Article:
In approaching the 2030 Agenda with a dedicated goal on water and sanitation, it was recognized that the sector at large would require a coherent monitoring framework, with improved data collection and analysis. JMP and GLAAS were already tracking progress for drinking water, sanitation and hygiene (SDG targets 6.1 and 6.2, and part of 6.a and 6.b), but the many initiatives that monitored different aspects of the management of water, wastewater and ecosystem resources (SDG targets 6.3 to 6.6) lacked a coherent global mechanism.
To meet this need, GEMI was established in 2014 as an inter-agency initiative composed of the United Nations Economic Commission for Europe (UNECE), United Nations Environment Programme (UN Environment), the United Nations Human Settlements Programme (UN-Habitat), UNICEF, the Food and Agriculture Organization of the United Nations (FAO), the United Nations Educational, Scientific and Cultural Organization (UNESCO), World Health Organization (WHO) and the World Meteorological Organization (WMO).
GEMI’s focus is to integrate and expand existing monitoring efforts on wastewater treatment (SDG indicator 6.3.1) and water quality (6.3.2), water use (6.4.1) and scarcity (6.4.2), integrated water resources management (6.5.1) including transboundary cooperation (6.5.2) and water-related ecosystems (6.6.1).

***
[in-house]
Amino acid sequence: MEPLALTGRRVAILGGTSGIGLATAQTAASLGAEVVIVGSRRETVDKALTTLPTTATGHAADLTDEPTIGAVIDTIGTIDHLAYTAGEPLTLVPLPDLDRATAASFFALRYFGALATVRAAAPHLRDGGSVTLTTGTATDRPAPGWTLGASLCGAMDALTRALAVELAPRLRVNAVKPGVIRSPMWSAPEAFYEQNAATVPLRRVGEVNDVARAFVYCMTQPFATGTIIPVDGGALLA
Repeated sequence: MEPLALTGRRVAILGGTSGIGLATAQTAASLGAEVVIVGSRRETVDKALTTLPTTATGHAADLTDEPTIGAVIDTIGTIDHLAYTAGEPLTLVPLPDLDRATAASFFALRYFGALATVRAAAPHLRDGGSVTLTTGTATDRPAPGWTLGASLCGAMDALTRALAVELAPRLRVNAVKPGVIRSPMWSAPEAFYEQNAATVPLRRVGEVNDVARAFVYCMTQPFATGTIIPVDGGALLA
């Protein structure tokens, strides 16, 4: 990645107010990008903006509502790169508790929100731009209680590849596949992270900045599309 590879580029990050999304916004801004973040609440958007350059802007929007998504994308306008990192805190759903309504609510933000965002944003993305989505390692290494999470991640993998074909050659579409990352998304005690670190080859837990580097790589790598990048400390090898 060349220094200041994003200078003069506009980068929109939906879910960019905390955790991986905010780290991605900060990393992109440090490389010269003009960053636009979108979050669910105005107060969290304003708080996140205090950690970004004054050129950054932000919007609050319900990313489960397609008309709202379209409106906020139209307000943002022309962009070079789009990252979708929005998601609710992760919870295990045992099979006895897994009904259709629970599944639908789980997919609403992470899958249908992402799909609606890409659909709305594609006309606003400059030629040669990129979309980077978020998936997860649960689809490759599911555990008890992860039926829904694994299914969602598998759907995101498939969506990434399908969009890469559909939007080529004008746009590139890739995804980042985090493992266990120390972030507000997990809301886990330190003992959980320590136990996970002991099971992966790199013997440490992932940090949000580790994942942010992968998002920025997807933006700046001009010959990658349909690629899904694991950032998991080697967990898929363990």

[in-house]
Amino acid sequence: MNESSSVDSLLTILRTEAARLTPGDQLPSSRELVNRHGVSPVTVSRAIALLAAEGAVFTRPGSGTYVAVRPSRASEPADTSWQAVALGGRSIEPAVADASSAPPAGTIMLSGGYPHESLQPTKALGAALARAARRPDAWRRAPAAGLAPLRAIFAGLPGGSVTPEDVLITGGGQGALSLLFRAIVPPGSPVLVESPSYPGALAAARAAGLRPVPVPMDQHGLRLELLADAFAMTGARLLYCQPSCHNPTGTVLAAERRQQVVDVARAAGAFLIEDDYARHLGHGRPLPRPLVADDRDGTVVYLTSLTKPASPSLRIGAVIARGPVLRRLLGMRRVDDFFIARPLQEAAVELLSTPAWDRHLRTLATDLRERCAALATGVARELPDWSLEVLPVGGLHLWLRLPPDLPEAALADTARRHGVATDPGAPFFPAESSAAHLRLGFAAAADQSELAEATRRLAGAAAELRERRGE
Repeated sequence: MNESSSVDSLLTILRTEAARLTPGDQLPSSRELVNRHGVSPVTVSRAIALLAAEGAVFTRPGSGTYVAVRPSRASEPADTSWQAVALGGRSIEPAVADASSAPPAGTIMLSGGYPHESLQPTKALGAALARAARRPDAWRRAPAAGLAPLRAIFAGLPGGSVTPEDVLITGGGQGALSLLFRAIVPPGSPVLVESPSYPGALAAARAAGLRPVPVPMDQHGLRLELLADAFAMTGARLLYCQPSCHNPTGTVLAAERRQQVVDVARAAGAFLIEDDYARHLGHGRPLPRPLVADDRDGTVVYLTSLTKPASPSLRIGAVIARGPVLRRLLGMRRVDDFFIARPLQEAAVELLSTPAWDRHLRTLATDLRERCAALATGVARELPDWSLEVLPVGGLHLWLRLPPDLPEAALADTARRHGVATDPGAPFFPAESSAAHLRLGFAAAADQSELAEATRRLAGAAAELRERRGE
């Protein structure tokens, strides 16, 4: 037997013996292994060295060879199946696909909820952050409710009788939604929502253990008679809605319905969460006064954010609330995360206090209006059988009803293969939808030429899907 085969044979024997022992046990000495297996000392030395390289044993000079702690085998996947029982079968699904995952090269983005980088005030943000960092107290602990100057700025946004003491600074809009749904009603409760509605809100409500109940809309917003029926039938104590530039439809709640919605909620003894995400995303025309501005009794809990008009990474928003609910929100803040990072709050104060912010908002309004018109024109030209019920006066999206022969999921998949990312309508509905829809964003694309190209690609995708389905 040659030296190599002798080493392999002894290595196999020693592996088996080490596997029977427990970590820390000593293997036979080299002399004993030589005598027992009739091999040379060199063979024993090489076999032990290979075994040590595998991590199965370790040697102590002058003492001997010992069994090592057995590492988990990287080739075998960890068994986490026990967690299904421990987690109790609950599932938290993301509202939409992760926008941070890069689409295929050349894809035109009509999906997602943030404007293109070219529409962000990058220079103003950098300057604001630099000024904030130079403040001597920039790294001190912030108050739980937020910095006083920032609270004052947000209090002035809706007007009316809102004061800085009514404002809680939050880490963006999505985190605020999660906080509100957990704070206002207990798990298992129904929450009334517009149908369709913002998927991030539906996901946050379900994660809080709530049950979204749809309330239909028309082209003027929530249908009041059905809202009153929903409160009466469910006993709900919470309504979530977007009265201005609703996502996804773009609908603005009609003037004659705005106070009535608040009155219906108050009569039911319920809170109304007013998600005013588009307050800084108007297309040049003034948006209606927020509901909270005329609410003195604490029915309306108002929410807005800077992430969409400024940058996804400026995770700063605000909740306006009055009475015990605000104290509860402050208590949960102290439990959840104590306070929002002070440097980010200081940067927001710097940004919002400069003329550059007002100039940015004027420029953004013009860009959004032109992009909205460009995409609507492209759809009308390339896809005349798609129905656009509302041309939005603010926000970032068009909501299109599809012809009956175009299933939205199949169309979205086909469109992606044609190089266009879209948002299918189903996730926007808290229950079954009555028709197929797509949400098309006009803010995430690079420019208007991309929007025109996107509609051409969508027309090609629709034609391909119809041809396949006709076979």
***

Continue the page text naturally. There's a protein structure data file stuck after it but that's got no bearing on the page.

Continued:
Since these indicators are new at the global scale, they are associated with a great need for awareness-raising and capacity building at all levels.
Some examples of existing monitoring initiatives to be integrated include:
- FAO AQUASTAT system, which has been operational since 1994 and has been collecting country-based data and information on water resources and their use on the global scale since 1961
- UN Environment Global Environment Monitoring System (GEMS), which gathers ambient water quality data from more than 4 000 sampling stations worldwide, with records starting in 1965
- UN-Water IWRM status reporting
- Transboundary Waters Assessment Programme and the reporting under the Convention on the Protection and Use of Transboundary Watercourses and International Lakes
GEMI is an integral part of SDG 6 monitoring, and its implementation will be harmonized with that of JMP and GLAAS, as part of the UN-Water Integrated Monitoring Initiative for SDG 6. However, where JMP and GLAAS already have many years of experience, GEMI is a newly developed framework that will require additional support in its initial stages.
The first phase of GEMI implementation (2015–2018) focuses on the development of monitoring methodologies and other support tools (including pilot testing), a global rollout of SDG 6 monitoring and associated capacity building efforts, as well as the establishment of a global baseline for SDG targets 6.3 to 6.6.